Support 12000 Women micro-entrepreneurs post COVID-19 with | Milaap
Support 12000 Women micro-entrepreneurs post COVID-19 with SEWA Bharat
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    This fundraiser will benefit

    Informal economy workers

    from New Delhi, Delhi

Tax benefits for INR donations will be issued by SEWA Bharat foundation

People across the world are dealing with the fallout of the COVID-19 pandemic but the impact of the pandemic is felt the hardest by the informal sector workforce. The lockdown has severely affected them due to the loss of livelihood and lack of food, shelter, healthcare, and other basic needs. While most of us reading this are able to practice ‘social distancing’ and maintenance of proper hygiene which may seem simple to carry/follow; there are several others across regions and states for whom this is impossible due to the nature of their livelihood and their socio-economic standing.

At SEWA Bharat we work with people who are engaged in the informal sector workforce as domestic workers, street vendors, home-based workers, agricultural laborers, beedi rollers, financial banking agents, factory workers, rickshaw drivers, daily wage laborers, etc.

We conducted a study across 9 states and interviewed people working in different trades to know how COVID-19 is impacting their income and families. We found that there is limited ability to buy ration for more than a few days and their overall income losses already accumulated are significant.

Who will we help and how? 
  • We will support those who do not have a ration card, identification cards and are left out by the scope government’s support system.
  • Our team has identified 23,000 families across 7 states, who have been impacted by COVID-19 and need immediate support.   
  • Our field offices (SEWA Shakti Kendra) and local women leaders (Aagewan) will assess on-ground needs and provide immediate support which will consist of; 
  1. Food kits - All non-ration cardholders families who are being left unserved by the PDS system will be provided a standard kit for the family of 5 members, which will serve them for 2 weeks. A kit will consist of wheat, rice, spices, pulses, sugar, oil, vegetables, etc. 
  2. Health Packets - Low-income households are already constrained to support their immediate end needs, and new disease makes it ever crucial in the current scenario to maintain the basic hygiene level. A contextual health kit that will consist of soap, sanitizers, sanitary napkins, hand wash, etc will be provided to families in need.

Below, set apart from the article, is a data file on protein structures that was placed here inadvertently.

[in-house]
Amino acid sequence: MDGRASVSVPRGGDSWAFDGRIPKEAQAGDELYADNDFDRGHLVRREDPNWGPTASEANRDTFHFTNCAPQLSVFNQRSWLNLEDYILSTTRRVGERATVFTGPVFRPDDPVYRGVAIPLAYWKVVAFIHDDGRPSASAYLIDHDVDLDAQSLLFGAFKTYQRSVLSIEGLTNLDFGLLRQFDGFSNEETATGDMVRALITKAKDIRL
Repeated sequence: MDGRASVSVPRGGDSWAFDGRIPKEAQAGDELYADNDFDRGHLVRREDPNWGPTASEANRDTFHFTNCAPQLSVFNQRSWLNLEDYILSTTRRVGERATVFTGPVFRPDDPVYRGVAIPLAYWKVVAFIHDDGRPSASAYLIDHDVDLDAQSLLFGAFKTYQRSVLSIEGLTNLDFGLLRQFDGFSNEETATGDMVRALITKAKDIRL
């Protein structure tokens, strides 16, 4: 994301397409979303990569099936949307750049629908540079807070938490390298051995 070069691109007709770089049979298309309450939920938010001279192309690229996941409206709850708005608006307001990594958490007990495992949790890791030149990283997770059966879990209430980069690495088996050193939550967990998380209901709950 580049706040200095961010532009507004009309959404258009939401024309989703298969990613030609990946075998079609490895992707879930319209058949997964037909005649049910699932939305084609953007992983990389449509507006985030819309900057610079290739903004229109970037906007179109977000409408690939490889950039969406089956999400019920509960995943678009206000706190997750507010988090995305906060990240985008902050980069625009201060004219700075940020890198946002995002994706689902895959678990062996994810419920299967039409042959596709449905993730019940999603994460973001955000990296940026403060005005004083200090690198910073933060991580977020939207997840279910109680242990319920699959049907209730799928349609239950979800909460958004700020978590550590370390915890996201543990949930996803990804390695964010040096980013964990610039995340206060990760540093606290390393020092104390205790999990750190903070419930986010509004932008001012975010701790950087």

Where & How are we supporting?
  • Our work will be focused across Delhi, Bihar, Jharkhand, Punjab, Rajasthan, Uttarakhand and West Bengal.   
  • Our local women leaders (Aagewan) will go door to door and hand ration kits to a woman of each family in need. Areas were door to door service is not possible will be facilitated through our field offices (SEWA Shakti Kendra).  

How will we utilize the funds? 
  • It will be utilized to purchase and prepare food kits, which is costing between Rs. 1000 - 1300 varying according to prices in each state.  
  • It will be further utilized to prepare Health packets, which will cost between Rs.600 - 800

Who are we?
The Self Employed Women’s Association (SEWA) is a women’s trade union that was started by women workers in Gujarat under the guidance of Smt. Ela Bhatt in 1972. Originally borne out of the Textile Labor Association (TLA), India’s oldest and largest union of textile workers, SEWA is now a globally recognized trade union of women workers in the informal economy. In order to secure economic, social, and legal rights for women workers, SEWA supports the formation of member-based organizations of poor working-women. The first such organization was the SEWA Bank, followed by diverse cooperatives and producer groups of women with livelihoods as artisans, milk producers, and farmers. Later on, women formed service co-operatives like those around health and child-care. After over 48 years, SEWA has expanded across the country and has become a multistate movement owned by women in the informal economy. By the end of 2019, there were over 1.7 million SEWA members representing 18 states of India. SEWA Bharat’s membership institutions help the movement reach out to vulnerable women working in the informal economy.

What are the other ways in which we are contributing? 
  • Linkage to Government schemes - The institutions within the SEWA network of different states are working with state and local governments to support families in need by linking them with a government’s schemes for COVID relief
  • Manufacturing essential commodities - SEWA’s social enterprises have been re-directed to prioritize the manufacturing of essential commodities and personal protective equipment like sanitizers, face masks, gowns, etc to fulfill immediate healthcare needs. 
  • Employment opportunities - All current relief and manufacturing work being undertaken by SEWA will provide employment and remuneration to SEWA members  

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